If the construct validity is to be supported, we should expect not only idiosyncratic and interpersonal conceptual consistency by questionnaire respondents but also better performance by self-reported "good imagers" than "poor imagers" on a test of pictorial recall.
Forty-six female and seventeen male undergraduate volunteers randomly selected from an introductory psychology class were administered Marks' questionnaire. Summed questionnaire scores for the three men and three women reporting the best visual imagery (Mdns=25 for men, 20 for women) and equivalent numbers of both genders reporting the poorest visual imagery (Mdns=44 for men, 48 for women) led to the creation of "good" and "poor" imagers groups, respectively. These 12 subjects participated in further research 10 to 14 days later.
MaterialsFifteen photographic slides of a mountain cove, in clarity varying from very blurry to very sharp, and in illumination ranging from very dark to normal to too bright, were taken during 1 min. in the early afternoon on a bright and cloudless day.
Imagery MeasuresThree questionnaires were used. In addition to Marks' (1973) questionnaire, a 30-item variation was used. Six questions concerning the recall of information in the slides constituted the final questionnaire. A maximum of 50 points, 10 per question, could be obtained on this latter questionnaire.2
Experimental Setting and Apparatus
Sessions were conducted in a roomy, one-window office which could be darkened to ensure similar lighting conditions for all subjects to view the slides. A 35-mm projector placed 6 meters from a screen on a wall was used to project the slides which subjects viewed from a distance of 5 m from the screen.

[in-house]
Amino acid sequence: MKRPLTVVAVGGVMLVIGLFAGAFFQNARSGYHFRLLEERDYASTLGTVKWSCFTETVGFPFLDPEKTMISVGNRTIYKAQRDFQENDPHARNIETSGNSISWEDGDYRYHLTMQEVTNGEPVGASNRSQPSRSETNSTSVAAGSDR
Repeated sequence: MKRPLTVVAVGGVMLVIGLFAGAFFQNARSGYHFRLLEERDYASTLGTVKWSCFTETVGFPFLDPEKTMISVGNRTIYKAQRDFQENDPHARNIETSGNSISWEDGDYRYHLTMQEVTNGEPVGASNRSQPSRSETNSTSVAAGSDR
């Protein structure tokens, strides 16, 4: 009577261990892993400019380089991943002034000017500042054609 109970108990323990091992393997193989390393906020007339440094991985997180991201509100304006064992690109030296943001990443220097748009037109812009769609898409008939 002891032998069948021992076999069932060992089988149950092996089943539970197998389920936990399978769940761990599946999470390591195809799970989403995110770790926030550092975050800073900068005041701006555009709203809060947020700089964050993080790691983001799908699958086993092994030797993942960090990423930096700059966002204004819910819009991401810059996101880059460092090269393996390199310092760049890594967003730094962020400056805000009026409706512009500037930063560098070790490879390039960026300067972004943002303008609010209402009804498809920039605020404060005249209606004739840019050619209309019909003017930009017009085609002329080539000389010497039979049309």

Design and Procedure
Each participant took part in an hour-long session that consisted of four stages.
Stage 1: Scale establishment.--Subjects' initial task was to scale the 15 slides via the assigning of numbers from the best to the worst in terms of how closely each slide provided a detailed and vivid representation of the mountain cove scene. After three runs of the 15 slides, subjects were then asked through a modified method of fractionation (see Stevens, 1975) to select five slides that best represented the following places on their 5-point scale: (1) The "best" slide, (2) the "worst" slide, (3) the midpoint between the "best" and "worst" slides ("middle"), (4) the midpoint between the "best" and "midpoint" slides ("good slide"), and (5) the midpoint between the "worst" and "midpoint" slides ("poor slide"). There was unanimous agreement among subjects as to the "best" and "worst" slides. Five, six, and seven different slides were chosen for the "good", "middle", and "poor" slides, respectively.
Stage 2: Picture recall.--Each participant was presented once more the five slides selected in order from the "best" to the "worst" slide before the projector was turned off and the room lights were turned on. Subjects were administered the 6-item recall questionnaire after 60 sec. of conversation (to guard against possible verbal rehearsal by participants) regarding the ease or difficulty of the scaling procedure.
Stage 3: Administration of the 30-item questionnaire.--Subjects were next asked to fill out the 30-item questionnaire using a rating scale that included both the written definitions of Marks' (1973) 5-point rating scale and one of the corresponding five slides selected by subjects previously during the scaling procedure (e.g., rating 1 with "best" slide; rating 2 with "good" slide, etc.). After task instructions were given the sequence of five subject-selected slides was shown in order from the "best" to the "worst" with the corresponding rating definition read simultaneously with each slide. The procedure was repeated again after subjects indicated finishing 10 and 20 items on the questionnaire to ensure familiarity with both the verbal and visual components of the rating scale.